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Historic Spots & Monuments

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Encyclopedia | Toomey’s Mills in Newcastle, Wyo., began operations as Newcastle Milling Company and Electrical Light Plant in 1905, producing flour by day and generating electricity at night. In 1919, D. J. Toomey purchased the business and it remained in the family until 1965. In 1974, new owners converted it into a restaurant, the Old Mill Inn. In 1995, current owners, Doug and Larita Brown bought the property, which is listed in the National Register of Historic Places, in 1995.
Encyclopedia | Wyoming’s first state prison was located in Rawlins, Wyo., and housed inmates for 80 years, beginning in 1901. In 1988, a joint powers board turned the abandoned building into a museum and renamed it the Wyoming Frontier Prison. Visitors today can tour the cells and see the grounds where 13,500 prisoners, including 11 women, served time.
Encyclopedia | The Hotel LaBonte opened in January 1914 in downtown Douglas, Wyo. Its purpose was to serve area ranchers, participants in county courthouse sessions and travelers on the Yellowstone Highway, and the hotel was created in the finest and most luxurious style of the day. The rooms had electric lights, steam heat and hot and cold running water. The structure was named for the LaBonte Pony Express and stage station on the Oregon Trail.
Encyclopedia | In 1992, officials from The Church of Jesus Christ of Latter-day Saints placed monuments commemorating the ill-fated, 1856 journey of the Willie and Martin handcart companies at Martin’s Cove, on public land leased for livestock grazing by the Sun Ranch near Devil’s Gate in central Wyoming. In 1997, the LDS church bought the ranch, and in subsequent years tried to get a bill through Congress to allow church purchase of the cove as well. The bill was opposed by some Wyoming citizens, however, and by Wyoming’s U.S. senator, Craig Thomas. Instead, a compromise 25-year lease was negotiated between the church and the Bureau of Land Management, guaranteeing public access to the public.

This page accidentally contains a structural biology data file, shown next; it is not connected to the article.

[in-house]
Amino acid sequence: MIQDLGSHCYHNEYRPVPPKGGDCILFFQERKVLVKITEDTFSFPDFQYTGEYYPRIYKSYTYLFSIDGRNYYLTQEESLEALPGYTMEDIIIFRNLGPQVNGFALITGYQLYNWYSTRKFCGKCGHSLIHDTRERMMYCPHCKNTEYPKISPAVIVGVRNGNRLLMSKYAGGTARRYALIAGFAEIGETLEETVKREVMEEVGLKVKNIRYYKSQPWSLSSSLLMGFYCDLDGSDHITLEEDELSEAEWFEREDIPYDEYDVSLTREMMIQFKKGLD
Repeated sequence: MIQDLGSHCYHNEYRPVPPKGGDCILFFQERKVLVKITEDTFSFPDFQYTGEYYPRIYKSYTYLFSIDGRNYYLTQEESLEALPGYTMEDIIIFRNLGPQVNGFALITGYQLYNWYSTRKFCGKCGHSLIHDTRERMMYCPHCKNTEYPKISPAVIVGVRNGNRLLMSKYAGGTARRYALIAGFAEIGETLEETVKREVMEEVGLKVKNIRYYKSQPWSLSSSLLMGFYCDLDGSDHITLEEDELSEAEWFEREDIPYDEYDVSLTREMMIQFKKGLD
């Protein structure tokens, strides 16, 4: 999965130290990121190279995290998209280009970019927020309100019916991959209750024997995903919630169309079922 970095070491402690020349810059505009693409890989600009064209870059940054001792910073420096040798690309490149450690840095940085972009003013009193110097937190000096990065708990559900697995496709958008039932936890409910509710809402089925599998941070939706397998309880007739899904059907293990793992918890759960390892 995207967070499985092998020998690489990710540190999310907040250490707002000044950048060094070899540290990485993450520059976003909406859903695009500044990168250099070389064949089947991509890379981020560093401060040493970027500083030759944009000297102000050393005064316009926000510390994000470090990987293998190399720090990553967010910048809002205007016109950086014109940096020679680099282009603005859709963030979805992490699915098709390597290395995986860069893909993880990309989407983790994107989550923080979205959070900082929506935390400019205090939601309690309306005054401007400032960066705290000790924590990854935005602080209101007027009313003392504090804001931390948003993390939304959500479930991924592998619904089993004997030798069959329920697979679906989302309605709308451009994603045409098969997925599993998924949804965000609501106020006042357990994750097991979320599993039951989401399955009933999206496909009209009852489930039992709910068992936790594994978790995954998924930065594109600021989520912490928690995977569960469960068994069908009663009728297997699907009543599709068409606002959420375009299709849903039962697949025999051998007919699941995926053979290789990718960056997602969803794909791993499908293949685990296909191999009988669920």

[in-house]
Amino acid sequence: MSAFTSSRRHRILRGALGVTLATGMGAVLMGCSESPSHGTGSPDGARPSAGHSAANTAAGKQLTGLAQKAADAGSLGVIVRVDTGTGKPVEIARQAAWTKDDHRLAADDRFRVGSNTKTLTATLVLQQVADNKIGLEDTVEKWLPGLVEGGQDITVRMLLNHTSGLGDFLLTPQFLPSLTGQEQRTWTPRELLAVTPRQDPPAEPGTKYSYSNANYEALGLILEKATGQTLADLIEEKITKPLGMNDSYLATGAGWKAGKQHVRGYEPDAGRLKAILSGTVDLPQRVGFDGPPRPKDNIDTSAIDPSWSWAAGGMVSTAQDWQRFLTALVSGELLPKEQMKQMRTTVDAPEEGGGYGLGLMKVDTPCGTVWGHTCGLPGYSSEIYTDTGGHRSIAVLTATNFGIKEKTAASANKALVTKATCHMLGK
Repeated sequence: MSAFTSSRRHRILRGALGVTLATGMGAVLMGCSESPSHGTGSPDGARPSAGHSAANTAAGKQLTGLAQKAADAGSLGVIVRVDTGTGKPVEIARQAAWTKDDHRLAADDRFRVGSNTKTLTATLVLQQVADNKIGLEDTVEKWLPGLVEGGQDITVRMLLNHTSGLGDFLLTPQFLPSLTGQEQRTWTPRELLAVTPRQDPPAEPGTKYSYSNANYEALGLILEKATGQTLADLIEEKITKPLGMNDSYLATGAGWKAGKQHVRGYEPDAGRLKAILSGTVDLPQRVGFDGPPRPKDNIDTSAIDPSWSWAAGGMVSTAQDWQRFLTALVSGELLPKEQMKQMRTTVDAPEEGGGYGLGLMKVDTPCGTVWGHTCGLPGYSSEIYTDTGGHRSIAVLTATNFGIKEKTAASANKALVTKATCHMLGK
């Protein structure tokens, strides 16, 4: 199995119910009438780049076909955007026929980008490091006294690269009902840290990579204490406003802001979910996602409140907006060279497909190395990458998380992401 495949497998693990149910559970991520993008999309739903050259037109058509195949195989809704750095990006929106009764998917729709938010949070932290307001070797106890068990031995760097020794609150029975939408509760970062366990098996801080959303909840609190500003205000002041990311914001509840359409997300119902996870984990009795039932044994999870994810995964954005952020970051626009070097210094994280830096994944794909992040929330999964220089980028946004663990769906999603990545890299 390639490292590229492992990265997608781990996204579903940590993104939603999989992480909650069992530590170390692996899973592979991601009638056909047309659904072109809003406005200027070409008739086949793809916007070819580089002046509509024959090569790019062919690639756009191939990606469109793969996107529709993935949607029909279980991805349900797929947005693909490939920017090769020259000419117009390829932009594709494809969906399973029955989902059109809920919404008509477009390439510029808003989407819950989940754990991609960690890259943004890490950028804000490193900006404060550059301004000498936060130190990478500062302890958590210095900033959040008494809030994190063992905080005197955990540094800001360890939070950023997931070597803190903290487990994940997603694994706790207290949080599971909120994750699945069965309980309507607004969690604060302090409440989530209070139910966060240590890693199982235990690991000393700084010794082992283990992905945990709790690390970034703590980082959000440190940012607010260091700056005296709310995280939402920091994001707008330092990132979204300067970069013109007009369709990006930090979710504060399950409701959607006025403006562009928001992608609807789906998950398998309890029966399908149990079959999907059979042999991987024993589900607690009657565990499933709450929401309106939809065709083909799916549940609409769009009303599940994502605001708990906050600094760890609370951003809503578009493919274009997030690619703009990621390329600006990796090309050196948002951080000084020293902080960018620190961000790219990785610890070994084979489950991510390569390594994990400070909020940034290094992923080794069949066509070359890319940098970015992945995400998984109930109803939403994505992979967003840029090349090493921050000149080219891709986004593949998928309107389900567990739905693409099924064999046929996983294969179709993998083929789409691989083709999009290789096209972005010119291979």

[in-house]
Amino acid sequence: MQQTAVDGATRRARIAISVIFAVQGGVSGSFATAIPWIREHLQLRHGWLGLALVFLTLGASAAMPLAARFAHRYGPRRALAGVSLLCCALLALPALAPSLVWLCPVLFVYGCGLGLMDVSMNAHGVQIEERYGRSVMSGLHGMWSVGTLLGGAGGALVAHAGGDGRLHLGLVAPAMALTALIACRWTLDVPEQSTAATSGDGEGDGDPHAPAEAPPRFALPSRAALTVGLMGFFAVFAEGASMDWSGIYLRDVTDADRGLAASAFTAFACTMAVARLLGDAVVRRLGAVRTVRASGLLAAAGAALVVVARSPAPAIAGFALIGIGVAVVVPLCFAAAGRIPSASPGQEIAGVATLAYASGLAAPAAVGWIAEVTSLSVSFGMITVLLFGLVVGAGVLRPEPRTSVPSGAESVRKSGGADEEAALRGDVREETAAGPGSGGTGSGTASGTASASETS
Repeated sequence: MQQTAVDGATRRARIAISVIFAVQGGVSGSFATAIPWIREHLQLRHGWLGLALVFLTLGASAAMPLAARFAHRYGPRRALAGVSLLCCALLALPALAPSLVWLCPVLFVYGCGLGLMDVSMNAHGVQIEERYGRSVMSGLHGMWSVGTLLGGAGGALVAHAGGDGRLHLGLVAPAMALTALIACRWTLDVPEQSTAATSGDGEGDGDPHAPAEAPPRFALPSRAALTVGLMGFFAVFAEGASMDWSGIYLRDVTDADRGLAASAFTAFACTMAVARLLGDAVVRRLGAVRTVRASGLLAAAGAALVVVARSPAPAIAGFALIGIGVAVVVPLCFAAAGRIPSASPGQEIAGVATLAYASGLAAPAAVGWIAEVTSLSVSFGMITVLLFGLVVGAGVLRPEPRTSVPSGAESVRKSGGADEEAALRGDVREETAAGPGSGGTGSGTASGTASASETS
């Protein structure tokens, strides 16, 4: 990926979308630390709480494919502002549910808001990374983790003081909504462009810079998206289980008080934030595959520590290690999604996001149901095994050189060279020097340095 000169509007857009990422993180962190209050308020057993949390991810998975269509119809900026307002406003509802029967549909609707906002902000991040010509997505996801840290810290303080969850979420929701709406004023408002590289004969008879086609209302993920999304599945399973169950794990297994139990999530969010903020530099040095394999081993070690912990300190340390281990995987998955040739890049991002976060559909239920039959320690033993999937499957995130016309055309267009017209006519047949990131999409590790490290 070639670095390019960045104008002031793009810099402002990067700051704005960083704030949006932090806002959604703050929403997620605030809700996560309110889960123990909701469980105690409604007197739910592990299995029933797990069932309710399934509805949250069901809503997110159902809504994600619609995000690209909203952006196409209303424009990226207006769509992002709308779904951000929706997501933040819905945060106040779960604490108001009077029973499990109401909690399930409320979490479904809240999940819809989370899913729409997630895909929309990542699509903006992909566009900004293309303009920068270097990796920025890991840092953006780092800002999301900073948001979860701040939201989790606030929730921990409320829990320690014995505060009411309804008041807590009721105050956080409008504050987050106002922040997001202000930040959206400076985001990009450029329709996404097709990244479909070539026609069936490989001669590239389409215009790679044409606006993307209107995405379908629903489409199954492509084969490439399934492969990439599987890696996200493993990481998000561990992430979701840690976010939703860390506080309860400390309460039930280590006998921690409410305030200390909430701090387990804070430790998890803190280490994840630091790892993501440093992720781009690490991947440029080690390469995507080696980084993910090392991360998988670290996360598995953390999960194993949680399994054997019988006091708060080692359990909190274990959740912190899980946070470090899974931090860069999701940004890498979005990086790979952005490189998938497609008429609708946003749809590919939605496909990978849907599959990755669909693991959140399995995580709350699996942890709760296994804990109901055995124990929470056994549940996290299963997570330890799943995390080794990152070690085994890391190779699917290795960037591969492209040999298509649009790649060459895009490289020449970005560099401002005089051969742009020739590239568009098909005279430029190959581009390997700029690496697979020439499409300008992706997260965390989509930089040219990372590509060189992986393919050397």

Encyclopedia | The Hotel Wolf in downtown Saratoga, Wyo. opened in 1894 as a hostelry and stage stop and continues to serve locals and travelers today.
Encyclopedia | The Durlacher House in Laramie, Wyo. was built in 1878 for Civil War veteran Simon Durlacher. Durlacher arrived in town a decade earlier and just one month before the Union Pacific Railroad tracks reached Laramie. The house, designed by architect Charles Klingerman in late-Victorian Queen Anne style, was also used as a church and now is used by a private business. The Durlacher House is listed on the National Register of Historic Places.
Encyclopedia | John Richard’s bridge across the North Platte River near present Casper, Wyo. eased the way for thousands of those who traveled the Oregon, California and Mormon trails during the years 1852-1866. Because Richard spoke with a French accent, many people thought his name was Reshaw and began referring to the bridge as Reshaw’s Bridge. A number of diarists, including world traveler Sir Richard Burton, recorded their experiences and descriptions of the bridge and the mixed-race community that thrived at the nearby trading post.
Encyclopedia | The White Mountain Petroglyphs in the Red Desert north of Rock Springs, Wyo., feature hundreds of images carved into a rock face between 1,000 and 200 years ago. The site is on Bureau of Land Management land, and is open to the public.

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